“So when you give to the needy, do not announce it with trumpets, as the hypocrites do in the synagogues and on the streets, to be honored by others. Truly I tell you, they have received their reward in full. But when you give to the needy, do not let your left hand know what your right hand is doing, so that your giving may be in secret. Then your Father, who sees what is done in secret, will reward you (Matt. 6:1-4).
Today most people don’t bring a brass band with them when they donate to the poor. Modern methods for calling attention to oneself are less direct. But these more subtle forms of recognition are intended to achieve the same purpose, which is to make others aware of their generosity. Jesus said if recognition is our motive, the praise and expressions of gratitude we receive from people here is all the reward we are going to get. If we want to be rewarded in heaven we should be so secretive about our giving here that if possible our left hand would not know what our right hand is doing.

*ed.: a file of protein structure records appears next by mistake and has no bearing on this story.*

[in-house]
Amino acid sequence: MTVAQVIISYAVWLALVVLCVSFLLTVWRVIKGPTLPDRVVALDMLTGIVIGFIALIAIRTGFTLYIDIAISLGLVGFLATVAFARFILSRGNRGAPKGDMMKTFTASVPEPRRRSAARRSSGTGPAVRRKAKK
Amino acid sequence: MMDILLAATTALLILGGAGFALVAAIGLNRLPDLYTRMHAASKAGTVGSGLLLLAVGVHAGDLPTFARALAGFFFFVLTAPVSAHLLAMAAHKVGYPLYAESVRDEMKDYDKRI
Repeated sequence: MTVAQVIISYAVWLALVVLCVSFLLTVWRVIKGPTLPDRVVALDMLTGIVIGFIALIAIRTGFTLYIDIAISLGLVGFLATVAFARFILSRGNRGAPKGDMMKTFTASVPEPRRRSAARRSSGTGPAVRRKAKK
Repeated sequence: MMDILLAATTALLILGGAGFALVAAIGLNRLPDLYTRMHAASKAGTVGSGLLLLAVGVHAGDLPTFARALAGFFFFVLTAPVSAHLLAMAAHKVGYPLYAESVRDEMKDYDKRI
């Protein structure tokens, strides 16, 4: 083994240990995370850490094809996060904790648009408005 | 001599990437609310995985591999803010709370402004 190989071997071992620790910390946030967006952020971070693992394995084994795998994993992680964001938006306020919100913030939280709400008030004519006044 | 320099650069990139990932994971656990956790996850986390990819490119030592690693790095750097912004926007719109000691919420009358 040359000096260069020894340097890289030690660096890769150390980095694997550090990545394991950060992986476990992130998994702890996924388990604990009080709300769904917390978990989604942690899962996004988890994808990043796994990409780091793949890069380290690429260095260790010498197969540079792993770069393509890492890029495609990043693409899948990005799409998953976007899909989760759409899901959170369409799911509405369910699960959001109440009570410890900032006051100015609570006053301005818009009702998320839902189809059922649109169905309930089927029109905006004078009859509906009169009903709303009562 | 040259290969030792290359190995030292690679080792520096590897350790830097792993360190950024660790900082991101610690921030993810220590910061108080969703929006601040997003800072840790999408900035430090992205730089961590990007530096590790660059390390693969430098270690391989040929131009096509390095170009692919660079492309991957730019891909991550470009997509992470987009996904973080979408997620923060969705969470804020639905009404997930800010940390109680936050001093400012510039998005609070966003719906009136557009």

“And when you pray, do not be like the hypocrites, for they love to pray standing in the synagogues and on the street corners to be seen by others. Truly I tell you, they have received their reward in full. But when you pray, go into your room, close the door and pray to your Father, who is unseen. Then your Father, who sees what is done in secret, will reward you. And when you pray, do not keep on babbling like pagans, for they think they will be heard because of their many words. Do not be like them, for your Father knows what you need before you ask him (Matt. 6:5-8).
Prayer is not for the purpose of showing others how spiritual we are, nor is it to provide information to God. He already knows everything. Prayer confirms that we recognize God’s involvement in our life by giving Him the credit He is due for the blessings we receive, and by asking for His help with the problems we have. We are sovereign beings and have the right to conduct our lives the way we see fit. Prayer acknowledges that we have subordinated our will to His and are seeking His blessing, His guidance and His direction.
“This, then, is how you should pray:
“‘Our Father in heaven, hallowed be your name, your kingdom come, your will be done, on earth as it is in heaven. Give us today our daily bread. And forgive us our debts, as we also have forgiven our debtors. And lead us not into temptation, but deliver us from the evil one’ (Matt. 6:9-13).